Evaluating Factors Affecting the Occurrence of Mission Drift in Third-sector Organizations

Author Name KOTAGIRI Yasuhiko (Tokushima University)
Creation Date/NO. November 2017 17-J-068
Research Project Research on the Liberalist Reforms of the Public-Private Relationship and the Establishment of the Third Sector in Japan
Download / Links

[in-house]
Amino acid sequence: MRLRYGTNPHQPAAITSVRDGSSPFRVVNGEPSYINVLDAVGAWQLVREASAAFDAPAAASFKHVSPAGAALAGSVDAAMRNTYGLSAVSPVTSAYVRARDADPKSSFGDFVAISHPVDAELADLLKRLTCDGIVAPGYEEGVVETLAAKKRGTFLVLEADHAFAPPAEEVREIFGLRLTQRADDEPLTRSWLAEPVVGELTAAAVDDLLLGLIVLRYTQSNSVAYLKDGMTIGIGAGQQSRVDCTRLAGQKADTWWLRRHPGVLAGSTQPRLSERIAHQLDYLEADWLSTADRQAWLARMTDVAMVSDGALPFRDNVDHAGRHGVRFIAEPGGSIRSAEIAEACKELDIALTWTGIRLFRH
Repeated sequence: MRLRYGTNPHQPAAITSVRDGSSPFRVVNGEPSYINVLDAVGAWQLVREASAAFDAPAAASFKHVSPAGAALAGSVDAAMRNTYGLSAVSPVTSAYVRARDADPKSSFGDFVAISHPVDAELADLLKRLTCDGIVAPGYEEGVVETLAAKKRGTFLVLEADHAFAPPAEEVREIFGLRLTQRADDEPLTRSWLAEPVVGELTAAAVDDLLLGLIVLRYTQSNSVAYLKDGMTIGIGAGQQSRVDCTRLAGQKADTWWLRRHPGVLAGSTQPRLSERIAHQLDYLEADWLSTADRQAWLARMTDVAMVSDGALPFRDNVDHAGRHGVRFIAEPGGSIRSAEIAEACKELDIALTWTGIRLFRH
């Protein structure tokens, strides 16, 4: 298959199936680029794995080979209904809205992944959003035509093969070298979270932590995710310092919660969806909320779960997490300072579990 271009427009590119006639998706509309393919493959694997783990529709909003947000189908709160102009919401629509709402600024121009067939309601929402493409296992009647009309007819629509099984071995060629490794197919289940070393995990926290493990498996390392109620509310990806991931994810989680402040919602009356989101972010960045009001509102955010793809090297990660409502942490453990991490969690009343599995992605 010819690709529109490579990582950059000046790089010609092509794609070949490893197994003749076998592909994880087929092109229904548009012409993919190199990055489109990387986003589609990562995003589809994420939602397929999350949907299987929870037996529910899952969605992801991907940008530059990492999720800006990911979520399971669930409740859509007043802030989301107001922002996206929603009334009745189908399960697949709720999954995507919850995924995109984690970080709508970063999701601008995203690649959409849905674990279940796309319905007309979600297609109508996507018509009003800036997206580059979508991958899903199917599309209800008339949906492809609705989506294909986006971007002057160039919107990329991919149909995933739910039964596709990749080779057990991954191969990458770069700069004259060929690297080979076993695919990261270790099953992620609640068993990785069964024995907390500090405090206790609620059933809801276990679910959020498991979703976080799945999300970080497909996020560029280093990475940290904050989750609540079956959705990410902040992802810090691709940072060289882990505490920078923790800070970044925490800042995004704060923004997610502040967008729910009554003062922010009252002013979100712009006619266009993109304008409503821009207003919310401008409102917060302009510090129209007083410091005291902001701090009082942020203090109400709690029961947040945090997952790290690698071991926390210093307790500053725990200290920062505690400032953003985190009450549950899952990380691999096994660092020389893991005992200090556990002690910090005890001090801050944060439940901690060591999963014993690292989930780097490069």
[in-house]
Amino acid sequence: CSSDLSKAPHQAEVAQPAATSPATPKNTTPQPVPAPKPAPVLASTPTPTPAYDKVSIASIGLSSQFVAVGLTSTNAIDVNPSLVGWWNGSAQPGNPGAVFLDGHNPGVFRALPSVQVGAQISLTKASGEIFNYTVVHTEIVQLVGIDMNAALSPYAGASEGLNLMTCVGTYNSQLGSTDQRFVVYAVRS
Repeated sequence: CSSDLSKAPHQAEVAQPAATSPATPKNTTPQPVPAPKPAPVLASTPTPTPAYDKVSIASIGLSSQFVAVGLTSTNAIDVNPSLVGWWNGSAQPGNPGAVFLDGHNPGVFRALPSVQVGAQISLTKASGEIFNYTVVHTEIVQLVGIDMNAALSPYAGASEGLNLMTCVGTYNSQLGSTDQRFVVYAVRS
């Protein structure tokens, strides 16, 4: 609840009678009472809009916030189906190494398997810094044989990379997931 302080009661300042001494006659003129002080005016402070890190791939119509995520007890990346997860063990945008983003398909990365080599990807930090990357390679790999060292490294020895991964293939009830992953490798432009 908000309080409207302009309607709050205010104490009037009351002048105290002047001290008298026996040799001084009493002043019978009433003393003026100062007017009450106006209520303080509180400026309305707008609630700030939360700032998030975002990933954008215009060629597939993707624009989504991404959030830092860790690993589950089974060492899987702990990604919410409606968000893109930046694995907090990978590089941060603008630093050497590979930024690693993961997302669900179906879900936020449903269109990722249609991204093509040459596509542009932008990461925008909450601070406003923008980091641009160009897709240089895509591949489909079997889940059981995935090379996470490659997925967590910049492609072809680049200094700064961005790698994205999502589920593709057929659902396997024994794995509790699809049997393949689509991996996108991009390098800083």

Mission drift has been identified as a key challenge in third-sector organizations. However, mission drift is a concept that is often used yet rarely analyzed in third-sector literature. Using the resource dependence theory, the study derives models on how three major revenues and a diversity of revenue sources affect the occurrence of mission drift in third-sector organizations. In the proposed model, the occurrence of mission drift is considered as a dependent variable. Meanwhile other factors including private contributions, government funding, commercial activities, or the Herfindahl-Hirschman Index (HHI) are explanatory variables. The data used are from the nationwide survey on third-sector organizations implemented by the Research Institute of Economy, Trade and Industry (RIETI) in 2017. The results of using the ordered probit model and probit model indicate the following relationships: (a) Private contributions have a negative effect on the occurrence of mission drift; (b) Commercial activities have a positive effect on the occurrence of mission drift; (c) HHI has a positive effect on the occurrence of mission drift. Moreover, the positive effects of government funding are not observed.